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Defrost your data on StorageGRID for Snowflake

jkandati
NetApp
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Snowflake is a cloud data platform built for fast and flexible data warehousing. The Snowflake platform requires near-zero management for organizations to run analytics on their datasets. Until recently, organizations had to move their data into Snowflake storage to harness Snowflake’s unique data warehousing capabilities. However, organizations couldn’t move entire datasets into Snowflake for various reasons such as compliance, governance, or even data volume. To address this issue, Snowflake introduced External Tables to help make data that resides outside Snowflake storage available to Snowflake services.

 

The Snowflake External Tables capability was available only on major cloud platforms such as AWS, Google Cloud, and Microsoft Azure. But now, Snowflake has announced that it has extended External Tables to on-premises storage, so Snowflake users can bring Snowflake's useful tools to datasets on a private cloud. Today, storage platforms that are capable of talking S3 protocol can take advantage of Snowflake External Tables. Teams at NetApp and Snowflake worked closely together to help validate NetApp® StorageGRID®storage for External Tables.

 

StorageGRID is an enterprise-grade object storage solution that natively speaks the S3 API. StorageGRID creates a single namespace that can span 16 sites, enabling data sharing across users in multiple locations. The StorageGRID information lifecycle management (ILM) engine is a key differentiator among other object storage platforms in the market. The ILM engine enforces how and where your data resides on StorageGRID based on your organization’s data access, protection, and compliance needs.

 

How to enable Snowflake External Tables on StorageGRID

First, let’s upload the sample CSV files to be queried from Snowflake into an S3 bucket in StorageGRID. Here’s an image of what one of the CSV files looks like, followed by a screenshot of the S3 bucket after the sample files are uploaded.

 

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After files are uploaded into the StorageGRID S3 bucket, let’s enable External Tables on that bucket.

 

Prerequisites:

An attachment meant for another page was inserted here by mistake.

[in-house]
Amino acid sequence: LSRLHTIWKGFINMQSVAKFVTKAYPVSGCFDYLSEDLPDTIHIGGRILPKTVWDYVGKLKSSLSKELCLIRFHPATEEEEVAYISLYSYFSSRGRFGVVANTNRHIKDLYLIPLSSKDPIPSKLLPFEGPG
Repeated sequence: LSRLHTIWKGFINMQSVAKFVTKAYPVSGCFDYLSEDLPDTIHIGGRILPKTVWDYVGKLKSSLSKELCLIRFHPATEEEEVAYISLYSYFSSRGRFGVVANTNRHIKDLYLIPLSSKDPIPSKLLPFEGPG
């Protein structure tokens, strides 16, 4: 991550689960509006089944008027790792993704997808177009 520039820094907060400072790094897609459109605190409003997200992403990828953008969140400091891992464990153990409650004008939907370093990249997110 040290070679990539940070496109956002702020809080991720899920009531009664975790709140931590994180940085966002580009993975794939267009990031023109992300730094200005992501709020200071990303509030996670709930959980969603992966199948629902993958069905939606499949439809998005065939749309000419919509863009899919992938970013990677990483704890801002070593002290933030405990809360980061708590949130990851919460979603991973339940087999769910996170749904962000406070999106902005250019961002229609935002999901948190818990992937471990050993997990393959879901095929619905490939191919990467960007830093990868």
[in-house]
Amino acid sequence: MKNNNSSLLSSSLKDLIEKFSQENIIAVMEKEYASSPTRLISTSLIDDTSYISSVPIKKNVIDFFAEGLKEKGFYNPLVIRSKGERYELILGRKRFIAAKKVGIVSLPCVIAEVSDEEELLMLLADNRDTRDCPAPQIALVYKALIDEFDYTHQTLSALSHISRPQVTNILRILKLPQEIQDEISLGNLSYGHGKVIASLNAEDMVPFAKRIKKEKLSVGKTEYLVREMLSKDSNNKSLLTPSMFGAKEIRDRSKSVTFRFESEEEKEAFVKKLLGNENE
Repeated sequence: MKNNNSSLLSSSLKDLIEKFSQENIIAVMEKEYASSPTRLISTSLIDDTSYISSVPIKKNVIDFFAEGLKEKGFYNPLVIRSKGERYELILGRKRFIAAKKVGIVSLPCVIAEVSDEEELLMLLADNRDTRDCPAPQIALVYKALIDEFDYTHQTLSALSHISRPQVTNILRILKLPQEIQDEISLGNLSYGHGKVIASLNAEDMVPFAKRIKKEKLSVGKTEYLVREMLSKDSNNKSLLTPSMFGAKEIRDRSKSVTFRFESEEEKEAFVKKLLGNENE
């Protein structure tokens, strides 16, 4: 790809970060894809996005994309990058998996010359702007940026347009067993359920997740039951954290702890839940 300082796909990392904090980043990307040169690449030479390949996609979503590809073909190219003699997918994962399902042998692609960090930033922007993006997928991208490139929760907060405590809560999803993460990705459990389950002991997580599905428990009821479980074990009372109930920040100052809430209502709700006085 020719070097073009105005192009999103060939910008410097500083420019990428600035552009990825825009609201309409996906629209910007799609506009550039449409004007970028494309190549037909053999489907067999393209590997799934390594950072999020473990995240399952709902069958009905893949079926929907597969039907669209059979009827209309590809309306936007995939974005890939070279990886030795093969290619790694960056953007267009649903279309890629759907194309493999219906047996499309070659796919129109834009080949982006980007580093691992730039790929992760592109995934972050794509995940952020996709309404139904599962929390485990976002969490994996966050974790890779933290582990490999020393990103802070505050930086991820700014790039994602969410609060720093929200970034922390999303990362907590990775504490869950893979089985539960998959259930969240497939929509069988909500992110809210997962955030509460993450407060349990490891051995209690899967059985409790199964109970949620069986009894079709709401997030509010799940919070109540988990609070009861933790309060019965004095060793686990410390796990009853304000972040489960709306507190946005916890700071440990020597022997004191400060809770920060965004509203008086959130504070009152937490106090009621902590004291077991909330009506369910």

• Snowflake account information
  • StorageGRID endpoint
  • S3 bucket name
  • S3 keys to access that bucket

 

Open a new worksheet in your Snowflake account and use the following code to create a warehouse, a database, and an external stage. After the external stage is successfully created, create an External Table, reference the external stage for the data location on the S3 bucket, and specify the file format.

 

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Now you can view your data in your S3 bucket. The following screenshot shows the output after you run the worksheet.

 

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You can also copy your External Tables data into a Snowflake table by using the copy intocommand to do in-place analytics, as shown in this example code:

 

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To run the worksheet, add the above code to your existing worksheet to copy data into a Snowflake table. The following screenshot shows sample output.

 

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As you can see from the example, it is very easy to configure and use this new capability from Snowflake to run queries on your on-prem data that resides on StorageGRID.

 

Key benefits of using StorageGRID for Snowflake External Tables

  • Maintain data sovereignty while harnessing Snowflake’s diverse capabilities.
  • Enable data sharing across users from different geo locations through StorageGRID multitenancy.
  • Optimize StorageGRID resources for your active and inactive datasets by using the powerful StorageGRID information lifecycle management engine.
  • Scale StorageGRID capacity, performance, and sites with low-touch operations.

 

Learn more

With Snowflake extending the External Tables capability to on-premises environments, customers can now access their datasets on Snowflake storage, public cloud storage, and on-premises storage through a single pane of glass. It’s now easier than ever for users to collaborate inside and outside their organizations.

 

To learn more about Snowflake External Tables and other features that Snowflake has to offer, check out the Introduction to External Tables documentation.

 

Also, check out StorageGRID’s third-party validated solutions page for more.

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